Emotional depletion has consequences.  Eventually it can compromise our immune, neuroendocrine, and cardiovascular systems.  Since millions of us are experiencing emotional depletion, we need to be intentional about restoring our emotional account balance.  Here are a few ideas:

  • Take a deep breath and slow down long enough to realize you’re running on empty.
  • Disconnect from your devices, social media, and TV for several hours. If this causes undue stress, you know you’re emotionally depleted.
  • Spend at least 15-20 minutes each day in a natural setting. Remember nature?
  • Let go of anger, resentment, and criticism. No one can experience love, joy, or peace when he or she is consumed with negative thoughts and emotions.
  • Do something physical and useful. Clean out a closet, spruce up the yard, bake cookies, wash the car.  As long as it gets you up and moving and has tangible results (not staring at a screen), it will help.
  • Call or visit with a sympathetic person who will truly listen and encourage you. Texting doesn’t count.
  • Do something thoughtful and unexpected for another person.
  • Forgive everyone.

If all else fails, remember some timeless advice from Abraham Lincoln, “This too shall pass.”  It always does.

Passport to Health? Maybe not…

Posted Posted in Brain Science, Continuing Education, Elder Care, Homestudy, Pain, Psychology

By Mary O’Brien, M.D.

“It relieves headaches, insomnia, anxiety, depression, arthritis, fibromyalgia, and pain of all kinds.” Sounds great. Unfortunately, this is merely an excerpt from an ad for CBD oil. CBD stands for cannabidiol, a non-psychoactive molecule that has some documented anti-oxidant, anti-inflammatory, and anxiolytic properties. CBD products and stores are popping up all over the country. Even the business networks are covering possible investment opportunities. CBD products now include teas, tinctures, topical creams, pills, oral solutions, sprays, candies, cookies, gummies, chocolates, and Italian ice. No kidding.

The vast majority of studies on CBD are preclinical, animal studies (mostly rats). Trying to extrapolate research findings from rats to humans is not medically sound. It can also be downright dangerous. But many people have a stunning ability to believe what they want to believe.

We live in an age of narrative. The narrative about far too many topics is carefully crafted by self-proclaimed elites in the media, the entertainment industry, the political realm, and the academic world. Money is a critical factor in forming a narrative, but equally vital is the perception of being “cool.” Being perceived as “cool” is of the utmost importance to a staggering number of people. The really “cool” people don’t even realize they’re cool because they’re too busy pursuing truth and genuine accomplishment.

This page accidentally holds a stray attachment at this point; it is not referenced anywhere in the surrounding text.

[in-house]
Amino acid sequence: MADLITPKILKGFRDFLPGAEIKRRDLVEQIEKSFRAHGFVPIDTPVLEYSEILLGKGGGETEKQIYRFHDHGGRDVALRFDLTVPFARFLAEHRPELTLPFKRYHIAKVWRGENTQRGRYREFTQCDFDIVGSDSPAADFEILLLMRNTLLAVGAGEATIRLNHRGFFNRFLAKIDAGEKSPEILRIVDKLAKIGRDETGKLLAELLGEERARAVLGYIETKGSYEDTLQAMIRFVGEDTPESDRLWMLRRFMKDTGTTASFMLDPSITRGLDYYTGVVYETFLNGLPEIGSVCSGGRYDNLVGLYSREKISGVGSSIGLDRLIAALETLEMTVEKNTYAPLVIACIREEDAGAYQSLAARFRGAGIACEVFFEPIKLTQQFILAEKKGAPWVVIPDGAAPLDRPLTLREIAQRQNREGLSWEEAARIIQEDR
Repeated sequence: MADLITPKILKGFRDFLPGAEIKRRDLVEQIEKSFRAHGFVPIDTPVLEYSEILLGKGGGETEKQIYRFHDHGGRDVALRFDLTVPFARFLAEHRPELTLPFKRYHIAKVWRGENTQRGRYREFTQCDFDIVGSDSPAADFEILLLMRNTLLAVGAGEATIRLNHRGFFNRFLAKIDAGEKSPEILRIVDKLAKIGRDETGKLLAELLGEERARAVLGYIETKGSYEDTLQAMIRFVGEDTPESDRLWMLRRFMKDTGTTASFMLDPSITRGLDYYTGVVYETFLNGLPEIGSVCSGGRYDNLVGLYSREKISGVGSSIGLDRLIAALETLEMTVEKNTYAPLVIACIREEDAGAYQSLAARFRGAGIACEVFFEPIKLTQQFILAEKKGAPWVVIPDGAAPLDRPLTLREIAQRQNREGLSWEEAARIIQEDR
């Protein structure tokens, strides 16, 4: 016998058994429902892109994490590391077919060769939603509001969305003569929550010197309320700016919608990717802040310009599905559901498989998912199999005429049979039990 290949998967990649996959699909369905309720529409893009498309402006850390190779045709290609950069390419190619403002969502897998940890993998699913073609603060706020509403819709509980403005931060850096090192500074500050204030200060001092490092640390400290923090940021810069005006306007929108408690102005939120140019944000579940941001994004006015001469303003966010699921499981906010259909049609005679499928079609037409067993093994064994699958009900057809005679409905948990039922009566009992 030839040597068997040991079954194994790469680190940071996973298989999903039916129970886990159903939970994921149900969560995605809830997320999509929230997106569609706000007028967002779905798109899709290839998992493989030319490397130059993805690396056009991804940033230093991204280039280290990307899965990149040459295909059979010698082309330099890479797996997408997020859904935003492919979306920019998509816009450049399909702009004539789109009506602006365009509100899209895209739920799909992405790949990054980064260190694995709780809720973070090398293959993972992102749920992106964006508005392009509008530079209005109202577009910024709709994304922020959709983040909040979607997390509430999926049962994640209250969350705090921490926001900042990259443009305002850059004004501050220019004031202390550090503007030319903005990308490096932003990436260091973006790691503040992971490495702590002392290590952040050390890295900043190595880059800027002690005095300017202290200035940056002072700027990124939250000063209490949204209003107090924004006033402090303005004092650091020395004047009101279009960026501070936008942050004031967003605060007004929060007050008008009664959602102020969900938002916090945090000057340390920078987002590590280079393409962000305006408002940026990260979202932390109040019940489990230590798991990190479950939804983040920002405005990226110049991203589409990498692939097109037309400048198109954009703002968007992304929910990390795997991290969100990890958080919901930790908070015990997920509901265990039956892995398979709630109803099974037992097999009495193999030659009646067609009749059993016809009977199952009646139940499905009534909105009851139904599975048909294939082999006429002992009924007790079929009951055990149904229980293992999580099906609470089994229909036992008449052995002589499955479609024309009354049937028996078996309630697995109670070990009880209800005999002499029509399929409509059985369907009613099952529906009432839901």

When it comes to a fad like CBD, the prudent people are open-minded but cautious. Centuries of experience in numerous cultures should have taught us something about con-artists and snake oil. Some of our grandmothers were certain that a dose of castor oil every week would cure anything. Millions of people in Asia still believe the rhinoceros horn can heal everything from impotence to cancer. And despite all our science, people still spend ridiculous sums of money on ground apricot pits and crystals in place of chemotherapy.

The actual pharmacologic effects of CBD products are still being evaluated. Standardization, purity of product, dosing, absorption, bioavailability, half-life, potential contraindications, adverse effects, and drug-drug interactions need to be elucidated -– in people, not rats.

Until then, be careful. Snake oil salesmen abound, and they’ll probably seem really “cool.” Buyer beware. CBD Italian ice is likely not your passport to health.

homestudy

Patriot Day

Posted Posted in Brain Science, Continuing Education, Psychology, Seminars, Webinars

By Mary O’Brien, M.D.

It’s hard to believe, but it happened 18 years ago.  The horrific events of Sept. 11, 2001 (9/11), shocked the nation and the rest of the civilized world.  We now have an entire generation of young people who know of 9/11 only through video images.  They have no actual memories of that day.  Those of us who do will never be the same.

This coming Wednesday, 9/11, is Patriot Day. Many people across the nation are honoring those who sacrificed themselves for others by performing an act of kindness.  Wouldn’t it be great if kindness became our second nature, our default mode?  We would wake up thinking, “Whom could I help today?”  Sadly, we do not think this way.

Instead, we are focused on getting “likes” on Facebook and/or other forms of social media.  As a result, far too many people are literally addicted to attention.  Getting “likes” on Facebook actually stimulate dopamine release in the reward pathways of the brain.   However, did you know performing or witnessing an act of kindness also stimulates release of serotonin and boosts “Immunoglobulin A” (IgA) production?  IgA is our first line of defense against infection.  It is most concentrated in tears, nasal secretions, and saliva.  This could be helpful as we head into cold and flu season.  And, heaven knows, millions of us are worried sick about horrible headlines and hurricanes.

Given this reality, performing acts of kindness truly becomes therapeutic.  Maybe this year on 9/11 we could:

  • Take the time and interest to compliment someone — especially someone who probably hasn’t received a compliment lately.
  • Pay for the driver in the car behind us at a toll booth or drive-thru.
  • Donate clothes or household items in good condition to Goodwill, the Salvation Army, or a shelter.
  • Take a box of donuts, muffins, or chocolates to the people at the bank, pharmacy, fire station, or police station.
  • Leave a basket of treats on the doorstep of a single mother or elderly neighbor.
  • Send a greeting card (a real one) to someone who has had a rough year.
  • Donate blood.
  • Send flowers anonymously to someone in a nursing home.
  • Give a donation to the American Red Cross for disaster relief.

There has been a battle between good and evil since the beginning of time.  Two thousand years ago someone told us to overcome evil with good.  So far, no one has come up with a better plan.

A Precious, Healing Balm

Posted Posted in Brain Science, Continuing Education, Homestudy, Psychology, Seminars, Webinars

By Mary O’Brien, M.D.